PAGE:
I was asked recently by a client to provide an overview and commentary on the state of connected cars and in-vehicle infotainment (IVI) technologies, ecosystem trends, and how I anticipate these to shape over the next 12-24 months. Specifically, we did not want to focus on connectivity technologies per se, but rather explore the drivers and the inhibitors that influence and shape the business ecosystem of connected cars.
All in all, the activity in the connected car space will continue to be top of mind for OEMs and suppliers, wireless carriers and service providers, regulatory agencies, and the general public. The heightened activity, however, will not bring significant convergence in the next few years.
Here is why.
Automakers Continue to Control the Conversation
Don’t let the announcements about technology collaboration with Google, Apple and Microsoft mislead you. In the near term, the uncomfortable status quo will persist: OEMs will resist opening up the vehicle platform and will be slow to let outsiders into the fold, especially when it involves giving them access to critical vehicle data. Whether driven by fear of exposing critical information to competitors and regulatory bodies, refusal to relinquish opportunities to deliver value-add services, or just traditional thinking, OEMs will continue to dictate the trajectory and cadence of the conversation.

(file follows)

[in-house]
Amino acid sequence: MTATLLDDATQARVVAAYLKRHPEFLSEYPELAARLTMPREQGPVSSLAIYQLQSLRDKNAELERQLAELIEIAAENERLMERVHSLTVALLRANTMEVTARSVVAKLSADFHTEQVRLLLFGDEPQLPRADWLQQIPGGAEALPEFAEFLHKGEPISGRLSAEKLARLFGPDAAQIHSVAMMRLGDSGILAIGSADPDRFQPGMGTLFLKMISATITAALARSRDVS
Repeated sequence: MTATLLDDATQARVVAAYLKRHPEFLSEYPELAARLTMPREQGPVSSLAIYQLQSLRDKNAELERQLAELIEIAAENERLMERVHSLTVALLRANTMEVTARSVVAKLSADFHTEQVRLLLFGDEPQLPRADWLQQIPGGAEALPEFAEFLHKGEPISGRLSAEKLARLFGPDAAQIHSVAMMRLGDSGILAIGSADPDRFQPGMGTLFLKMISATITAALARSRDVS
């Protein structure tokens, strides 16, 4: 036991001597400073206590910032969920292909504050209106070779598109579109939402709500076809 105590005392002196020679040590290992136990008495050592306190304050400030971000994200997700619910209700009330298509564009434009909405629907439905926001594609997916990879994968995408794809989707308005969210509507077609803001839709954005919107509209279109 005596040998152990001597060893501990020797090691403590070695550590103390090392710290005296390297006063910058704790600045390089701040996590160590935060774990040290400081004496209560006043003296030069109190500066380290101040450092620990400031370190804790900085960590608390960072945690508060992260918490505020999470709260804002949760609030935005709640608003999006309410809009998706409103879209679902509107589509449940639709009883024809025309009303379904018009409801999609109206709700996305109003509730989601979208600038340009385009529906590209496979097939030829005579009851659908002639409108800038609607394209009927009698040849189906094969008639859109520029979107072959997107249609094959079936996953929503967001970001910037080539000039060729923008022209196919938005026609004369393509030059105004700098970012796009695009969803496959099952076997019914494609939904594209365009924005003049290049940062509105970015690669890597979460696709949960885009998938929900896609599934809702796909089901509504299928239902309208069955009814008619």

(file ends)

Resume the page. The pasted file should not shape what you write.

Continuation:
OEMs will respond to potentially threatening moves by industry outsiders such as Google’s autonomous car prototype. While Google’s innovation continues to capture headlines, expect OEMs, in particular Mercedes and Audi, to push the envelope with advanced active safety and autonomous driving features. Traditional OEMs will leverage their strengths in global manufacturing and supply chains to gain an advantage over outsiders such as Google and Tesla.
Misalignment with Consumer’s Mobile Digital Identity Slows Down Adoption
Since the early days of telematics, connected car technology and affiliated services such as OnStar were built into the car, and consumers were limited to those services that were offered with the car (and had to pay subscription fees the OEM thought the market will bear).